CHICAGO (CBS) — The candidates for mayor of Chicago have all but conceded that Rahm Emanuel will get the most votes on Feb. 22, but they said he won’t get the 50 percent-plus-one that he needs to avoid an April 5 runoff against the candidate who comes in second.
As CBS 2 Chief Correspondent Jay Levine reports, even though some polls have Emanuel with more than 50 percent support, none of his rivals is throwing in the towel. Still, most camps admit things don’t look good for anyone but Emanuel.
Levine spoke privately with each campaign on Wednesday to get a sense of where they stand.
Carol Moseley Braun’s campaign admitted they’re still trying to regain traction, and raise money, but doesn’t have much of either. A spokesman said the Braun campaign was hurt by both the controversy over her tax return when Braun called a rival a crack addict.
But the Braun campaign said they’re in the race to stay, despite several recent polls showing her falling below 10 percent, in third or fourth place. Earlier in the race, she was in second place with better than 20 percent support.
The Braun campaign said it is now doing its own poll of voters in the African American community.
Gery Chico has been doing internal polling all along and his latest poll, CBS 2 News has learned, shows Emanuel at 46 percent, Chico at 23 percent, with 13 percent still undecided.
But that contradicts other recent polls that show Emanuel with more than 50 percent support.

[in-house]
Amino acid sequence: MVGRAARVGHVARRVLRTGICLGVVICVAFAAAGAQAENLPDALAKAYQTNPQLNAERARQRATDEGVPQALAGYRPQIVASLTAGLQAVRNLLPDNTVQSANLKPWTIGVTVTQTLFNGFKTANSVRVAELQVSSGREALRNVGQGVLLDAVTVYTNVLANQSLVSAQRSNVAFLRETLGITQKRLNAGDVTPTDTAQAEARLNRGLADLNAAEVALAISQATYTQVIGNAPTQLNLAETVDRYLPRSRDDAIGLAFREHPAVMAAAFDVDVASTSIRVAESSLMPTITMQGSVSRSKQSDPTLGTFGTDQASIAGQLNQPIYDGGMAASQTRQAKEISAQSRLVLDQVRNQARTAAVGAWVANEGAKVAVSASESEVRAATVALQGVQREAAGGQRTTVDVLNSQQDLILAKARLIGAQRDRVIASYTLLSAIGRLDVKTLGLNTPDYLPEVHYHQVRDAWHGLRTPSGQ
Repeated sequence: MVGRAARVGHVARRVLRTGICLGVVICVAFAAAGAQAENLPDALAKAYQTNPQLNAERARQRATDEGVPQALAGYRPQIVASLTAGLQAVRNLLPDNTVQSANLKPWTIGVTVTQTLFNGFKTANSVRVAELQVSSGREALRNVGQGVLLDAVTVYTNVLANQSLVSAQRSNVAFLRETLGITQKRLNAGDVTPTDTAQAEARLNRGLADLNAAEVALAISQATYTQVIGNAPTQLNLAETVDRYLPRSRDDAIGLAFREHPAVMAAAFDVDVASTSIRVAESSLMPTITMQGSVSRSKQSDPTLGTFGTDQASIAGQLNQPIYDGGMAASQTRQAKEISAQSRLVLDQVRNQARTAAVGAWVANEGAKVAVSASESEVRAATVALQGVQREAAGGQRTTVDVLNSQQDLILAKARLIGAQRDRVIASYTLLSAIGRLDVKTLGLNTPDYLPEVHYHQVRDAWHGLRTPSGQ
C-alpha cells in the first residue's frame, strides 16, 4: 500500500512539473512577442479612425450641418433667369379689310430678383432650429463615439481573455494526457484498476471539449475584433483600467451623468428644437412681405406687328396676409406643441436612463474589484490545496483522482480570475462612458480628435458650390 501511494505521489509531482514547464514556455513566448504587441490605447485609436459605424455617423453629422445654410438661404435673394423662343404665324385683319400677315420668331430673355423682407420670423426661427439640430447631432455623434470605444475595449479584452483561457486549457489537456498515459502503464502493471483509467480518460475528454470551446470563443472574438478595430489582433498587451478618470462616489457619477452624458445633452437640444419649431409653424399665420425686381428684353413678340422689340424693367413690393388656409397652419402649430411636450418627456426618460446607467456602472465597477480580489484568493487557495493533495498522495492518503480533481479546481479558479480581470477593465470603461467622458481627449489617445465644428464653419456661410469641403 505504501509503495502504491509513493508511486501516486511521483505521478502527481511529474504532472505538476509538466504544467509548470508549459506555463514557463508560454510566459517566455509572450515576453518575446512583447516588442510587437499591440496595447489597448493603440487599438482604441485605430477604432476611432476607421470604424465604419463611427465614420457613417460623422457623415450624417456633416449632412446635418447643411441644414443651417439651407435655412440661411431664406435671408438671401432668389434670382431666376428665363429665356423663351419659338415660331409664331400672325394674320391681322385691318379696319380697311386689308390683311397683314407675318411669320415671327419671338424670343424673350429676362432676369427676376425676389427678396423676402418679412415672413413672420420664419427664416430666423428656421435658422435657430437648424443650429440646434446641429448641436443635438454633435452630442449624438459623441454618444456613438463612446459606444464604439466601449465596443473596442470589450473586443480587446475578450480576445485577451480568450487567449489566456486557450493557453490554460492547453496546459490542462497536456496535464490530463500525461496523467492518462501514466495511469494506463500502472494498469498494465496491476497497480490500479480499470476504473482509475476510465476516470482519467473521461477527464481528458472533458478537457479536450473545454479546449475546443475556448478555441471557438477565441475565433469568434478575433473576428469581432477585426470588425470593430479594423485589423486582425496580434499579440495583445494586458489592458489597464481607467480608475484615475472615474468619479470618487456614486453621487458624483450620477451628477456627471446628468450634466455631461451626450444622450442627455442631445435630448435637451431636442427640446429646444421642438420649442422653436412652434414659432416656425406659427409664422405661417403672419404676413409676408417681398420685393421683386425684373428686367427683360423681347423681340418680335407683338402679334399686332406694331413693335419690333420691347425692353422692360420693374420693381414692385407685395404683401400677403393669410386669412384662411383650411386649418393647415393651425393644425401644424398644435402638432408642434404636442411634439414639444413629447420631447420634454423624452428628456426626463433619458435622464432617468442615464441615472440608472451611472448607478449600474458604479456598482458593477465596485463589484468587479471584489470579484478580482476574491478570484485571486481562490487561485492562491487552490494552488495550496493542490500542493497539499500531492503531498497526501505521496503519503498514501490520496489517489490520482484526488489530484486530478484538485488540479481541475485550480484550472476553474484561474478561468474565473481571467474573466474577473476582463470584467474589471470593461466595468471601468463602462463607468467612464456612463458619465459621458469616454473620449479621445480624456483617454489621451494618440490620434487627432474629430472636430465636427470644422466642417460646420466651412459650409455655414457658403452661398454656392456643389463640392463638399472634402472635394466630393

The Chico campaign strategy for the last 2 weeks is simple: keep Emanuel below 50 percent.
Emanuel’s strategy has been to skip virtually all the community forums, but making nearly 200 campaign stops at ‘L’ platforms, bowling alleys and restaurants.
Emanuel plans to do a lot more appearances like those. He’s also spent $5.6 million on ads, like the new TV version of the radio spot featuring his former boss, President Barack Obama.
Total TV time bought by Emanuel and Chico so far has been worth over $7 million.
Emanuel, with his $12 million warchest, has outspent Chico by a ratio of nearly 4-to-1. The other candidates have some cable TV ads, but not much.
Miguel del Valle has admitted he can’t afford much paid media and he is relying on what he calls “earned media.”
He’s been to all 40 community forums. He’ll be there Wednesday night when Emanuel shows up for his first forum, sponsored by the Chicago Defender.
The irony is that, counting Wednesday night’s forum and those still to come, there will have been seven joint appearances by the four major candidates, which is the most there have ever been in a Chicago mayoral race.